Jarring sales bring disruptive year for local news industry | The Free Press Initiative

Black Press - which includes Sound Publishing and the Enumclaw Courier-Herald - was recently sold to Carpenter Media Group.

One of Washington’s largest newspaper publishers announced a restructuring and sale in a desperate bid to survive, providing further evidence of local journalism’s precarious state.

Black Press, a major Canadian publisher and owner of The Herald in Everett and dozens of smaller papers in Washington, announced its sale Monday to financiers and Carpenter Media Group, a Mississippi-based publisher.

The deal isn’t final, however. It’s a proposal in Canadian court where Black Press is seeking to avoid bankruptcy after it was unable to meet debt obligations or find a buyer for its newspapers last year.

In a story published in Black Press papers, CEO Glenn Rogers said the plan “will lead to a stronger, more sustainable Black Press.”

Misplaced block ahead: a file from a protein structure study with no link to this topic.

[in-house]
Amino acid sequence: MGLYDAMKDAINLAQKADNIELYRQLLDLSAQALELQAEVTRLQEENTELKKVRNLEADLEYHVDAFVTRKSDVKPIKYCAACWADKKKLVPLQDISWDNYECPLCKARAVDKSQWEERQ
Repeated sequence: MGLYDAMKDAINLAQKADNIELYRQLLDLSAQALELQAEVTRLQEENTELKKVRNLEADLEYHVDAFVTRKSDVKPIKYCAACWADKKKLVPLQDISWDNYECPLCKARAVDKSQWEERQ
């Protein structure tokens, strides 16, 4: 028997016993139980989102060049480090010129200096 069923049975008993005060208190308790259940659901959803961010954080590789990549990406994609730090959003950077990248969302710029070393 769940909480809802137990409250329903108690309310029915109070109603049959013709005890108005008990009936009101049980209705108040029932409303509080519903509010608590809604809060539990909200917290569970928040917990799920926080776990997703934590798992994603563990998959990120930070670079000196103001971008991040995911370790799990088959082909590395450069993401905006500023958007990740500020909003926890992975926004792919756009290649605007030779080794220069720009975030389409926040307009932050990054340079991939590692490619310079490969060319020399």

“We are all committed to maintaining the company’s vital journalistic presence in Canada and to a plan that creates the most financially beneficial environment for Black Press to continue to do what it does best — produce excellent journalism and advertising services for the communities it serves all across Canada and the U.S.,” Carpenter Media Group Chairman Todd Carpenter said in the story.

The company also announced the retirement of founder David Black. The Victoria-based publisher took over his father’s community paper in 1975 and built it into a chain of more than 150 dailies and weeklies across Western Canada and several U.S. states. An interview request was declined, with his office citing poor health.

The story was overshadowed in U.S. journalism circles by the simultaneous news that The Baltimore Sun was sold by notorious investment firm Alden Global Capital to David Smith, executive chairman of Sinclair Broadcast Group.

Smith is buying The Sun as a personal venture but there are concerns that he’ll inject his Trumpian politics into the paper, similar to the way Sinclair became more politicized under his watch.

Either way the deal could invigorate a rivalry with The Baltimore Banner, a nonprofit outlet launched in 2022 by another local billionaire, hotelier Stewart Bainum Jr., after his failed attempt to acquire The Sun.